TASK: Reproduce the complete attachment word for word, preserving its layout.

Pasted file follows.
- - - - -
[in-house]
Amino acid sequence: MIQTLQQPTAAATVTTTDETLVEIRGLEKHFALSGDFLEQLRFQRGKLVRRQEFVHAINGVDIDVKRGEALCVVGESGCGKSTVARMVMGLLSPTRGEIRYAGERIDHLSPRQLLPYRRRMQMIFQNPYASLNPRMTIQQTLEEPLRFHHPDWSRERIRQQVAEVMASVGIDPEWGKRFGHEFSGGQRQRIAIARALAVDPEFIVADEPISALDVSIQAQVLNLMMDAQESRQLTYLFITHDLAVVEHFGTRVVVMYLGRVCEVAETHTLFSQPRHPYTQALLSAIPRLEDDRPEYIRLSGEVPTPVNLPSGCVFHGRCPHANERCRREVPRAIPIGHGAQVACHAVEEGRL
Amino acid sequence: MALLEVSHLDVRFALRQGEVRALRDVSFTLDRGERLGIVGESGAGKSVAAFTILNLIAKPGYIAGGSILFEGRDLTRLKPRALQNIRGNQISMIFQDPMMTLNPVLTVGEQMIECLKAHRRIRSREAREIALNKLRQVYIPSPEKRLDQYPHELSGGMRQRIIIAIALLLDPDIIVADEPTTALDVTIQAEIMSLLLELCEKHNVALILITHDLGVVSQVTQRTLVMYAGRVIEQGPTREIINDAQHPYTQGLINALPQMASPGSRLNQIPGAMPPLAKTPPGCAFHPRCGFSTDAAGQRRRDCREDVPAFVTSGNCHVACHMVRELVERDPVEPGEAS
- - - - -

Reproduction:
[in-house]
Amino acid sequence: MIQTLQQPTAAATVTTTDETLVEIRGLEKHFALSGDFLEQLRFQRGKLVRRQEFVHAINGVDIDVKRGEALCVVGESGCGKSTVARMVMGLLSPTRGEIRYAGERIDHLSPRQLLPYRRRMQMIFQNPYASLNPRMTIQQTLEEPLRFHHPDWSRERIRQQVAEVMASVGIDPEWGKRFGHEFSGGQRQRIAIARALAVDPEFIVADEPISALDVSIQAQVLNLMMDAQESRQLTYLFITHDLAVVEHFGTRVVVMYLGRVCEVAETHTLFSQPRHPYTQALLSAIPRLEDDRPEYIRLSGEVPTPVNLPSGCVFHGRCPHANERCRREVPRAIPIGHGAQVACHAVEEGRL
Amino acid sequence: MALLEVSHLDVRFALRQGEVRALRDVSFTLDRGERLGIVGESGAGKSVAAFTILNLIAKPGYIAGGSILFEGRDLTRLKPRALQNIRGNQISMIFQDPMMTLNPVLTVGEQMIECLKAHRRIRSREAREIALNKLRQVYIPSPEKRLDQYPHELSGGMRQRIIIAIALLLDPDIIVADEPTTALDVTIQAEIMSLLLELCEKHNVALILITHDLGVVSQVTQRTLVMYAGRVIEQGPTREIINDAQHPYTQGLINALPQMASPGSRLNQIPGAMPPLAKTPPGCAFHPRCGFSTDAAGQRRRDCREDVPAFVTSGNCHVACHMVRELVERDPVEPGEAS